Unlike many arts symposiums, which are dry and self-protective, an emotional outpouring of the sort I have seldom seen transfigured the event into a searching referendum on white privilege and supremacy in the arts, which came into outline as a structure that must be dismantled before the question of "value" can be coherently approached.
There were courageous, unflinching, powerful testimonials from artists of color, such as Saba Taj and Monet Noelle Marshall, who faced an audience of predominantly white faces that exemplified the very constructs they and others so eloquently explained. And there were courageous, unflinching, powerful confessions from white artists, such as Laura Ritchie and Tommy Noonan. I wish I could publish all of it in Indy Week, but luckily, I don't have to, because much of it is available in a free book you can download at Culture Mill's website.
I wanted to publish Tommy's piece because it so clearly anatomizes three fundamental assumptions about worth, diversity, and professionalism in the local art scene and then so clearly overturns them. Culture Mill has enacted a process that stands in witness of the process's own failings, which are structural and all-encompassing, rather than trying to sweep them back under the rug, where we usually keep them.
As an embodiment of that principle, I think this piece is really important for white artists and presenters across the state--across the country, really--to read, and to confront it in their own practices, as I know everyone who was at the symposium that day must have been compelled to do. Find it here.
To John Keats, autumn might be a season of mists and mellow fruitfulness when gathering swallows twitter in the skies. But to us in the INDY arts and culture department, it's more like a season of impossible events calendars, as all the arts presenters stir from their slumberous summers at once, when we pay more attention to our fruitful Twitter feeds than to anything twittering in the skies. The key to enjoying the fall arts onslaught is to just succumb to the madness—and don't fear the FOMO. The following package will help you navigate the former while avoiding the latter. (And, personally, I've developed a useful thing called "faux-mo," where you express regret for missing something you secretly didn't want to go to anyway.)
Ninety-seven. That's the total number of events we wound up highlighting in our 2017 Fall Arts Guide—and that's drawing only from events that are already booked; trust us, many more are coming down the pipeline. Our editors, contributors, and critics fanned out to learn about as many fall events as we could and then boiled them down to the affairs you absolutely cannot miss, whether you're a fan of music, food, visual art, theater, dance, comedy, books, or film. We also pumpkin-spiced things up with features that cut across genres, from a roundup of fall festivals and Halloween treats to a rundown on the Triangle's booming population of escape-room games.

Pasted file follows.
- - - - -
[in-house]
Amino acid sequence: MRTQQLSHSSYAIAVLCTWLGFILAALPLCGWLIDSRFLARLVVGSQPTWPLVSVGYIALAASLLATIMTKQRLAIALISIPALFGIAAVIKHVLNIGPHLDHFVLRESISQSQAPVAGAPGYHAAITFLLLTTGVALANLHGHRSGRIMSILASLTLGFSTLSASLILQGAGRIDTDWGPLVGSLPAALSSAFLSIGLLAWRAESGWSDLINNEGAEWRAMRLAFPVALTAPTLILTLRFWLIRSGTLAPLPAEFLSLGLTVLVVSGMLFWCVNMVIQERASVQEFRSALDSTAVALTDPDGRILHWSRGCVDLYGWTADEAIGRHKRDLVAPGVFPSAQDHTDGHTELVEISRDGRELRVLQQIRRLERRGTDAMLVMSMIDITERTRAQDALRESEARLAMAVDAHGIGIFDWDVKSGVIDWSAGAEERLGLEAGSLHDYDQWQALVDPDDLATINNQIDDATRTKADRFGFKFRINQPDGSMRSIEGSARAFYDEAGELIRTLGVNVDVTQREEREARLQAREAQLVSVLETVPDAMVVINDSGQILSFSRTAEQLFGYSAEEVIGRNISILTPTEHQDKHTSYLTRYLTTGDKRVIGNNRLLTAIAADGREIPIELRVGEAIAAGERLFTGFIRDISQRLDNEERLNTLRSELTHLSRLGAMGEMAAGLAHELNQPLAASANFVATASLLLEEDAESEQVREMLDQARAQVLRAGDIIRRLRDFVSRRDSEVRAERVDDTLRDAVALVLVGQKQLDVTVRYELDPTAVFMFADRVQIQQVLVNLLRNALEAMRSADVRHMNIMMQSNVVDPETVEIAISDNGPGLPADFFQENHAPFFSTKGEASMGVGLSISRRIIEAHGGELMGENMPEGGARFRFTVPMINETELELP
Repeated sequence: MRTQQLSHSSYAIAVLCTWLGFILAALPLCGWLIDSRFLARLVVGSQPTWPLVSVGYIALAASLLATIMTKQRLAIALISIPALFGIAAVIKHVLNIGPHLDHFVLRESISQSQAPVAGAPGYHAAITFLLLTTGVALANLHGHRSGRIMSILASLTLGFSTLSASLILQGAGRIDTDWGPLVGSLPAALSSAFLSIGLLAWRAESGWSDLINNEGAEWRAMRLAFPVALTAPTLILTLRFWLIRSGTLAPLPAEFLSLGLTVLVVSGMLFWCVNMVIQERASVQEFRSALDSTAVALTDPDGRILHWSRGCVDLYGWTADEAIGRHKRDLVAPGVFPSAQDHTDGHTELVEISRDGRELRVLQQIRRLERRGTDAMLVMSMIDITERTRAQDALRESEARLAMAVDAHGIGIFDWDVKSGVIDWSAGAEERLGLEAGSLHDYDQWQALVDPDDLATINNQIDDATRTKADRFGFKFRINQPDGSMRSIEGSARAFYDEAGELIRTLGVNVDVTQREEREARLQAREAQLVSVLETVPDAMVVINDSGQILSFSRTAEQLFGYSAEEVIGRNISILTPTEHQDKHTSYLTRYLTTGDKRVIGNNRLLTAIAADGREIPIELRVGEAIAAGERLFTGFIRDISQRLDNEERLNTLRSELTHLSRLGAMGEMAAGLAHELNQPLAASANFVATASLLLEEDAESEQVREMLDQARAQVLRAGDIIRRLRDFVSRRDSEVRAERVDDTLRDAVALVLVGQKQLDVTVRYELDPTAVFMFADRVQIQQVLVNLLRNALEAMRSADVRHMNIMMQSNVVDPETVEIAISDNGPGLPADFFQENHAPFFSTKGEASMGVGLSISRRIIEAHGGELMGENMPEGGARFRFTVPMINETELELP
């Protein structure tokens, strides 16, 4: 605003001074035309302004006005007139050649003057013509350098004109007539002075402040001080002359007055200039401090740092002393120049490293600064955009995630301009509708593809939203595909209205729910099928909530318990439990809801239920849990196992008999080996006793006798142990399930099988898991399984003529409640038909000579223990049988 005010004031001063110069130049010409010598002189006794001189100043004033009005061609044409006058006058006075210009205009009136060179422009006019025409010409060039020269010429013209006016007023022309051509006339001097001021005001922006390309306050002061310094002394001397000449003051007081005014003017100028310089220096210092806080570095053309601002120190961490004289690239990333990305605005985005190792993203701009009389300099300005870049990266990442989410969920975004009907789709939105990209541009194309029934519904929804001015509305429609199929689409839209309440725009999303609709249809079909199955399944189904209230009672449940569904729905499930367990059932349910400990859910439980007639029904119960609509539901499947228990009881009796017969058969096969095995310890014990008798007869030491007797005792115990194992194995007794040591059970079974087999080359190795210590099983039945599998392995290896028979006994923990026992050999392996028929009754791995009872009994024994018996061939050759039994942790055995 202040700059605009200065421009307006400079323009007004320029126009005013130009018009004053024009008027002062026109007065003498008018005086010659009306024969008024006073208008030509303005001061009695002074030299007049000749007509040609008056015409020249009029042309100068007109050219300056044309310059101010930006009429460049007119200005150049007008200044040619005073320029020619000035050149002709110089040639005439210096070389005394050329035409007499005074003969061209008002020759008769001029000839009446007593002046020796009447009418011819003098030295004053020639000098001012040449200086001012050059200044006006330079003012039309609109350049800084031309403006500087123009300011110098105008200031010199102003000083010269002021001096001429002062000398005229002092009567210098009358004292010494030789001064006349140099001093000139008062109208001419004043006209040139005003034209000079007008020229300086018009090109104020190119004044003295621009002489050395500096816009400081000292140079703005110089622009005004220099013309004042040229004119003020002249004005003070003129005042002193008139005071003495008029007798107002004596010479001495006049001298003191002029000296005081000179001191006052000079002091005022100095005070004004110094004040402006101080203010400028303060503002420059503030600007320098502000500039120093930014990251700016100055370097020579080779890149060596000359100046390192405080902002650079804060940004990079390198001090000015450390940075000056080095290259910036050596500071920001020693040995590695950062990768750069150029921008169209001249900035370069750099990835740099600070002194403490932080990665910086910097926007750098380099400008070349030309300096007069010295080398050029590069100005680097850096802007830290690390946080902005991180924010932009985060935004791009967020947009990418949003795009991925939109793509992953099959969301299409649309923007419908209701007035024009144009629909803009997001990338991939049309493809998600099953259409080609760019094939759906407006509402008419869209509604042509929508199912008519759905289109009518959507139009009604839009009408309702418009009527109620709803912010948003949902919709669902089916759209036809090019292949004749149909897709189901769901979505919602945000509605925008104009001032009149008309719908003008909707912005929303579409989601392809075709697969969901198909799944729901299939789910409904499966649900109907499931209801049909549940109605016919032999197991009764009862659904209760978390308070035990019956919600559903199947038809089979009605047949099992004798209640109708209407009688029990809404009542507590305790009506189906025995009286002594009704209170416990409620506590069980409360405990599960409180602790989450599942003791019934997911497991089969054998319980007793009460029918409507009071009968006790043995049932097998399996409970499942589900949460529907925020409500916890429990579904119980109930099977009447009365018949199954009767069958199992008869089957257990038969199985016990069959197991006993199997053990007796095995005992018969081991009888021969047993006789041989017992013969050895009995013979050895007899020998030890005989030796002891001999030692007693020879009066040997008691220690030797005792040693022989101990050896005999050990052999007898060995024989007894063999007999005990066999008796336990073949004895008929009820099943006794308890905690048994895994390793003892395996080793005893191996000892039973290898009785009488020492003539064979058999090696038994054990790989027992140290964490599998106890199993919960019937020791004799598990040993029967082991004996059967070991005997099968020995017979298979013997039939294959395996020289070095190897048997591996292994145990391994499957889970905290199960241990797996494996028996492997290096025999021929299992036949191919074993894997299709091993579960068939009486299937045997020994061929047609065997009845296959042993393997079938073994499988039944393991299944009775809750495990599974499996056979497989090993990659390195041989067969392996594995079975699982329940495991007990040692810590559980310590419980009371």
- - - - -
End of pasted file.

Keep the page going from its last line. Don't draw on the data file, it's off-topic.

All of these events will touch the stubble-plains with rosy hue from September through December. If you use this guide to master your calendar game, we'll see you there.
I'm still not rich enough to shell out for an actual VR HMD of my very own, but, as someone who has long been interested in the metaphysics of virtual reality and simulations in general, I get my hands on the technology in my journalism whenever I have the chance. In 2013, I went to various Triangle universities and played with their toys to write a long story focusing on DiVE, a CAVE at Duke University. In 2016, I went back to Duke to see what they could do with an HMD, and explored a virtual ruins in Brazil. Last week, I got to think through another potential path of VR: visual art, in a story on Tyler Jackson's exhibit at Lump, Before the War. Here's the nut:
"The story of VR began millennia ago, when humans first drew a boundary in space and agreed to imagine that whatever transpired inside it was set apart from the rest of reality—a world within a world. We call this device a frame when it outlines two dimensions, a stage when it outlines three. In the twentieth century, it flattened and deepened into screens that, with a certain inevitability, are becoming permeable in the twenty-first. Now we face the question of whether we'll soon reach the logical conclusion and lock the virtual door behind us."
With everyone buzzing about The Handmaid's Tale on Hulu, one of our staffers, Allison Hussey, said, "Remember the 1990 movie of it they shot in Durham?" None of us did, so we started shaking trees to learn more about it and find people who were there. The result is one of those stories writers dream of, full of arresting details -- how the dean of Duke Chapel was shocked to show up on Palm Sunday and find a gallows at the church, how much of the film was shot at the soon-to-be-infamous Michael Peterson house. Allison did a terrific job on the story, and that's also her you see in this stunning cover image by Alex Boerner, Steve Oliva, and Shan Stumpf. Yes, we bought her a red cloak off of Amazon (she made the bonnet herself, though) and posed her in front of Duke Chapel (you can compare our image with some reference images from the film in the story). Read it to learn about the missing link between instant-classic book and Hulu hit, and to spot some well-known local landmarks if you're in Durham.